Renewable Energy in the Right of Way


At SSTI’s first Sustainability Directors Community of Practice meeting in June 2015, attendees discussed their states’ interest in siting solar and other renewable energy generation facilities in the highway right-of-way but cited uncertainty regarding FHWA rules and unfamiliarity with the business side of renewable energy production as major hurdles. In an effort to support these efforts and allow interested states to learn from others, SSTI has gathered the technical documents gathered here, under the headings below, comprise a living repository for state DOTs and others to use as examples as they develop their own ROW renewable energy projects. Read More >

Trip-making and accessibility: New tools, better decisions (SSTI, 2016)

Madison access pic

Transportation researchers and practitioners have long sought other tools to complement or perhaps replace conventional methods—tools that would better analyze trips rather than speed at points in the system, speak to non-auto modes of travel, address land use solutions as well as highway infrastructure, and so on. Fortunately, new sources of data and emerging methods, as well as new-found interest in performance and scenario planning, are yielding the types of tools that the field needs. Read More >

Effects of Parking Provision on Automobile Use in Cities: Inferring Causality (McCahill, Garrick, Atkinson-Palombo and Polinski, 2015)


Automobile use has been on the rise in cities for nearly a century and so has the supply of parking. Because driving often seems unavoidable, policymakers, developers and the public push endlessly for more parking to meet demand. That push, however, might only be making matters worse. SSTI Senior Associate Chris McCahill’s research suggests that abundant parking in cities causes people to drive more, shedding important light on the question of cause and effect. Read More >


Trip-making data, TDM, and connectivity in Northern Virginia (SSTI and Michael Baker International, 2016)

Commercially available GPS data offers valuable new insight about trip origins, destinations, and routes, including short trips that travel demand models often cannot capture. Using this data, SSTI worked with Michael Baker International, the Virginia DOT, and local stakeholders to identify opportunities for managing travel demand and improving connectivity throughout Northern Virginia. This final report describes the full data set and 17 selected case studies, along with recommended projects and policies, estimated costs, and benefits for each. More Resources...


Shifting to driverless ride-hailing services—disruption, convergence, adaptation

A new policy guide focusing on automated vehicle ride-hailing services argues convincingly for leaders in city government to set policies to govern this rapidly developing transportation service. The guide makes the case that cities, counties, and states should get out in front of this coming reality with policies designed to assure the most benefits for the city and its resident. Read More >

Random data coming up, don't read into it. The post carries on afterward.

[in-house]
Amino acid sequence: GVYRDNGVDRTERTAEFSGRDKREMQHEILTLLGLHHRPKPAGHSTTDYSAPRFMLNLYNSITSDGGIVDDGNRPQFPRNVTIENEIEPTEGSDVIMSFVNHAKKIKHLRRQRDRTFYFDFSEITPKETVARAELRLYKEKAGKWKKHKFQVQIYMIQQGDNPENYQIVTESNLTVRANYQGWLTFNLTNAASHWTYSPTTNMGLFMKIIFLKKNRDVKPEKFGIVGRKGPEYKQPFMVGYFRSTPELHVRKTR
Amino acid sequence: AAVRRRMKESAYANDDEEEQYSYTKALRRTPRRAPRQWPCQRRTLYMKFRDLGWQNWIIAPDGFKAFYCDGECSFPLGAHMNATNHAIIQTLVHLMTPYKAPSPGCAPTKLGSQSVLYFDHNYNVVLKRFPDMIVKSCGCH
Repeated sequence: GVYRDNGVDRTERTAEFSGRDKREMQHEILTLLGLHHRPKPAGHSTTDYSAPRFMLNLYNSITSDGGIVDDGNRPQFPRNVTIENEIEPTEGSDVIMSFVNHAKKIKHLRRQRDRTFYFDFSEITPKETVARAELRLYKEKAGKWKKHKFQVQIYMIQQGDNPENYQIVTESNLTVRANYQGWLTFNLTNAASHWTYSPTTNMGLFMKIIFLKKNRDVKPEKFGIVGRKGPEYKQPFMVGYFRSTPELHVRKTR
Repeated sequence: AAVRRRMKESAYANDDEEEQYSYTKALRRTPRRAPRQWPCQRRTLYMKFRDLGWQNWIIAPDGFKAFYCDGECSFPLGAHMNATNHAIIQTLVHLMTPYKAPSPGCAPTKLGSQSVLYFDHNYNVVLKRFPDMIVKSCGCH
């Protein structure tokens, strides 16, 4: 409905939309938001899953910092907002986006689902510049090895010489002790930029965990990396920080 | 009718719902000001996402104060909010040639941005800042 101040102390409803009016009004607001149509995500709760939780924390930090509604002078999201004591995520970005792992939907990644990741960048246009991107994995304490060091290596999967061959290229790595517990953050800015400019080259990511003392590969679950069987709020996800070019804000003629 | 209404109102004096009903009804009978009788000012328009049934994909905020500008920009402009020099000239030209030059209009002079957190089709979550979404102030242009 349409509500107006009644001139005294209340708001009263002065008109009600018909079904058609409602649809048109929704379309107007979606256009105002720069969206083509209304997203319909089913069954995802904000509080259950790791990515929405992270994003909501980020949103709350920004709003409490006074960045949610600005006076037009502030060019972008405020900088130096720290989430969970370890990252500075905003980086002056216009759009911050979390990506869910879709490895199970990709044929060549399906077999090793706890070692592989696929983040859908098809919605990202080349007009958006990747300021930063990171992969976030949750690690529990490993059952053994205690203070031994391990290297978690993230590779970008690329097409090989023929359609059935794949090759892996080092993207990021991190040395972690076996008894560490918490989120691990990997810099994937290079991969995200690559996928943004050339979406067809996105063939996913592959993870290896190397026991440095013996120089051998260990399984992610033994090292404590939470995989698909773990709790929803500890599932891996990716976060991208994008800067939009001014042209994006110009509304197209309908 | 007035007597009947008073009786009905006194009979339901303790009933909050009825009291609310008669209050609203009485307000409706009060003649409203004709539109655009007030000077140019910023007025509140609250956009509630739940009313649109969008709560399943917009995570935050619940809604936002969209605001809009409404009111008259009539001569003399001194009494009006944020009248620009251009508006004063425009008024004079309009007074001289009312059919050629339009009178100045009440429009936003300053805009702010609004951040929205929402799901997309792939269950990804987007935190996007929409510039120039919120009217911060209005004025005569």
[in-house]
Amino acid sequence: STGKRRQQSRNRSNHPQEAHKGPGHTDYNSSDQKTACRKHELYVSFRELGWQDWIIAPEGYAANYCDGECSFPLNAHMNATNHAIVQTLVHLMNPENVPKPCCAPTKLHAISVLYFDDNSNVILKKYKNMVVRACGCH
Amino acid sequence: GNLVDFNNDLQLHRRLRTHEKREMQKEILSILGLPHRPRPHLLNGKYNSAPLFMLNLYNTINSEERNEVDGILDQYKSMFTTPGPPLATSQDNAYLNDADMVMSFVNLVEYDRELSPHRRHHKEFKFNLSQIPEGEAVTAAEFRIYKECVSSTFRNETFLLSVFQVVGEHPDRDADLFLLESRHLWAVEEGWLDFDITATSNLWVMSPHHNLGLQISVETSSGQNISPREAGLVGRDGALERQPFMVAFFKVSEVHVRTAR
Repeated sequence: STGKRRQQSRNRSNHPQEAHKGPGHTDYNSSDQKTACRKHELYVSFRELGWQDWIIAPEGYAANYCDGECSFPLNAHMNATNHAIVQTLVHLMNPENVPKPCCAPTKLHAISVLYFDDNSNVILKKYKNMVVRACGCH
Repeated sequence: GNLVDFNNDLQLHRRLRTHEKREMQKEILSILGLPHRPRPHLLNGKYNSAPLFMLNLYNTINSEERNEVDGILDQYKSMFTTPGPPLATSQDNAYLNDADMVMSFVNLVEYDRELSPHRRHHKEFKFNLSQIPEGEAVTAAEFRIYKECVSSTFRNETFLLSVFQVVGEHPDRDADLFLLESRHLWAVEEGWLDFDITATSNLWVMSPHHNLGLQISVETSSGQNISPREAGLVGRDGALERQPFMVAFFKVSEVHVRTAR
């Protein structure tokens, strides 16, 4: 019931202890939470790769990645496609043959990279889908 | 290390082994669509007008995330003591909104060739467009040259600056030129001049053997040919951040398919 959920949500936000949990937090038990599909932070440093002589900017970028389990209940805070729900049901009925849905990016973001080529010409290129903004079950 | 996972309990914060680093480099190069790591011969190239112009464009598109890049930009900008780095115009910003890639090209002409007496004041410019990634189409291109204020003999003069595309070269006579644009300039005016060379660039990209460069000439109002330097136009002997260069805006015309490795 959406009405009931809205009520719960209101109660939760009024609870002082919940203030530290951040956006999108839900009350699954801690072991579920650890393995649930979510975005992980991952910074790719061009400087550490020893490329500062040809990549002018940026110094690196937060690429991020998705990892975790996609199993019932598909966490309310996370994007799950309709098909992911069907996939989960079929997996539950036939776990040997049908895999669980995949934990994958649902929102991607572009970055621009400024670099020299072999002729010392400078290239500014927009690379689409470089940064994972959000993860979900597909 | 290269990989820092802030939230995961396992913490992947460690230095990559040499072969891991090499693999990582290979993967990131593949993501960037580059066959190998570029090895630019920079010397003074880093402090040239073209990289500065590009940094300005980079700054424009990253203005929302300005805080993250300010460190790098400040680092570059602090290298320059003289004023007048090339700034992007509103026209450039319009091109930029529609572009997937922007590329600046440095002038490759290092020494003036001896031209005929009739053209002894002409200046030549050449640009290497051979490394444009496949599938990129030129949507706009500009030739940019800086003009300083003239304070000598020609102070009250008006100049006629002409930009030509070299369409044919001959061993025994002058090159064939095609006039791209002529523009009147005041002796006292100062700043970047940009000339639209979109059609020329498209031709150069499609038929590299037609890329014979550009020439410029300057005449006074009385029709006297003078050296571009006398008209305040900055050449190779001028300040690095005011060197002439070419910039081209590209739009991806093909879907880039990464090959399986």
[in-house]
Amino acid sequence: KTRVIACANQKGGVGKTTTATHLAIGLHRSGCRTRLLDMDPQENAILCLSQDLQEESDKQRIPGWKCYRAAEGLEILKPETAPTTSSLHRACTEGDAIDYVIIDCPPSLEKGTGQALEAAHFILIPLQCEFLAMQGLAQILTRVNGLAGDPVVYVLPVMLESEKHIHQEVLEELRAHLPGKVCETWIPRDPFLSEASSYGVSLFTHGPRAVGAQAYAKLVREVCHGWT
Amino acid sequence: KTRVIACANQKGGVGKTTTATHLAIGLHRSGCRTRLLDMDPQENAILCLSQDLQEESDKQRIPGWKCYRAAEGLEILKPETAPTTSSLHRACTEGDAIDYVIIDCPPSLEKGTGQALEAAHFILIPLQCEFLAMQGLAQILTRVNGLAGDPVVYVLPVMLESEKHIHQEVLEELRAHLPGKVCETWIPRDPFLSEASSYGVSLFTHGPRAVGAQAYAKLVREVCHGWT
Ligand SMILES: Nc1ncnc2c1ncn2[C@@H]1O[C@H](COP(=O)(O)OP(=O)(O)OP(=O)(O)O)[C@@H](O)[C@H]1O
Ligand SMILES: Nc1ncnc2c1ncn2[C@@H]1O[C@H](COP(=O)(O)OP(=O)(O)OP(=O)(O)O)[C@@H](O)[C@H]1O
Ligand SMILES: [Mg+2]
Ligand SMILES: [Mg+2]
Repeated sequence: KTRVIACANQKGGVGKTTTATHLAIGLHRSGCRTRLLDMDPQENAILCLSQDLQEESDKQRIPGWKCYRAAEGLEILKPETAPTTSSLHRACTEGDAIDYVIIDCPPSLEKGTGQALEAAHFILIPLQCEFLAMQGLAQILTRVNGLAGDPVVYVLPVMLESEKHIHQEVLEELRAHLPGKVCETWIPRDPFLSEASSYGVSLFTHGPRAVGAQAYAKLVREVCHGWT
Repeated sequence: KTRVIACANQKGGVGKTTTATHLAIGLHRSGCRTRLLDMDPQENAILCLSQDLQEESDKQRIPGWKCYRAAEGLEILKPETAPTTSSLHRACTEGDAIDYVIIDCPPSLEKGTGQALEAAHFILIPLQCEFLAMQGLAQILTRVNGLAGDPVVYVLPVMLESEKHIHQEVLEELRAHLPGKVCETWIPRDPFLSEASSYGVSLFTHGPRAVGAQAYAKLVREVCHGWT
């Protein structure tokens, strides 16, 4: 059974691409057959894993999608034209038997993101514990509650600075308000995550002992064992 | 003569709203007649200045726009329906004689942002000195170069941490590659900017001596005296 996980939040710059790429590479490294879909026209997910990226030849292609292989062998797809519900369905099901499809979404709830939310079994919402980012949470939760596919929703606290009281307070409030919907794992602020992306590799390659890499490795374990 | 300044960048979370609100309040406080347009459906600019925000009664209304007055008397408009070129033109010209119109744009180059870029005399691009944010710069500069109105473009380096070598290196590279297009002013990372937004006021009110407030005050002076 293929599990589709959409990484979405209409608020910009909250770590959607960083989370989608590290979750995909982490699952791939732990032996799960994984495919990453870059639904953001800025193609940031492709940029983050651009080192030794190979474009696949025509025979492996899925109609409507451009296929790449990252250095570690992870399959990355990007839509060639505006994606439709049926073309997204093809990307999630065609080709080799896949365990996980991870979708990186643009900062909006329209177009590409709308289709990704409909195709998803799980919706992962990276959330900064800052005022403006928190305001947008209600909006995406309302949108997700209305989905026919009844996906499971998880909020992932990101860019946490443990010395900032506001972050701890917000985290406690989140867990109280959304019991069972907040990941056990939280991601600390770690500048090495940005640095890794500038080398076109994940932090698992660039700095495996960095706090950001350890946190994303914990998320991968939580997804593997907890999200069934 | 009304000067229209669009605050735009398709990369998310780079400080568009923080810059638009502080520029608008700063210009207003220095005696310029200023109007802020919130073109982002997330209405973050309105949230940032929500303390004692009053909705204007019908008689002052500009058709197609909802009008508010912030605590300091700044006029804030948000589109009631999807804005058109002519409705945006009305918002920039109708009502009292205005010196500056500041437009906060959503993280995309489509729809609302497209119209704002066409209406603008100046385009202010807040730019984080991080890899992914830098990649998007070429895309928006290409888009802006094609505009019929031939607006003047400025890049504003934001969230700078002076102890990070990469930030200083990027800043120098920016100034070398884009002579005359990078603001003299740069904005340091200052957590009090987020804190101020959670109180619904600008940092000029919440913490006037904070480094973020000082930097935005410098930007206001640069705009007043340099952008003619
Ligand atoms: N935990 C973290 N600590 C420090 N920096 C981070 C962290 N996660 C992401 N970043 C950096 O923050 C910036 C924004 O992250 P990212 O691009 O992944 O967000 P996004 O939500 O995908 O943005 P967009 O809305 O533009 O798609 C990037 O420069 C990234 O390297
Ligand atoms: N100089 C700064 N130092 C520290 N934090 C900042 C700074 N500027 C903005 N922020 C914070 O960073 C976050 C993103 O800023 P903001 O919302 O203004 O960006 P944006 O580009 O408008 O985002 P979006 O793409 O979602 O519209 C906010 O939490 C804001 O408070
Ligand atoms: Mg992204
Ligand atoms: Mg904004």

We all break traffic laws. Why are bicyclists different?

Bicyclists break traffic laws, but they do so at a lower rate than either drivers or pedestrians. It would be safe to say that almost 100 percent of roadway users break traffic laws. Yet the general public’s perception of lawbreaking behavior by drivers and bicyclists is vastly different. This difference may be linked to the low mode share for transportation bicycling, and your personal reaction may be linked to whether you get around by bike and whether you yourself are mostly law-abiding in the same situation. In addition, bicyclists’ lawbreaking ways are rational and generally safe. Read More >

Fire codes threaten to undo urban street design

A local debate over on-street parking in Florida typifies how codes and standards can obstruct walkable urban street design and, apparently, put those designs in jeopardy even after they have been implemented. Celebration is a traditional-style development, however, the design of its streets is being challenged by local officials who say they aren’t wide enough. Read More >

A preview of the driverless-vehicle future: Uber and other TNCs are cannibalizing New York’s transit ridership and worsening congestion and emissions

The effect of transportation network companies is one of the central concerns of transportation planning, in part because TNCs can provide a hint about what might happen when driverless vehicles become widely available. In addition, to date the lack of TNCs’ willingness to share data has limited our ability to assess these effects. A new report focusing on these services in New York City, sheds welcome new light on the topic, and provides plenty of evidence for pessimism about the sustainability of TNCs, conventional or driverless, without significant policy intervention. Read More >

Unpacking the rise in traffic deaths

Traffic deaths shot up for the second straight year in 2016, according to recent estimates from the National Safety Council. To make better sense of what drove the increase in deaths, we compiled FARS data through 2015—the first year of the recent spike—and separated crashes by type. What does this all tell us? To begin with, there’s no silver bullet for improving road safety, short of reducing the amount we drive. Regulations, enforcement, and education aimed at young drivers and distracted driving could have a substantial impact if they are effective. But additional responsibility falls on road designers. Read More >

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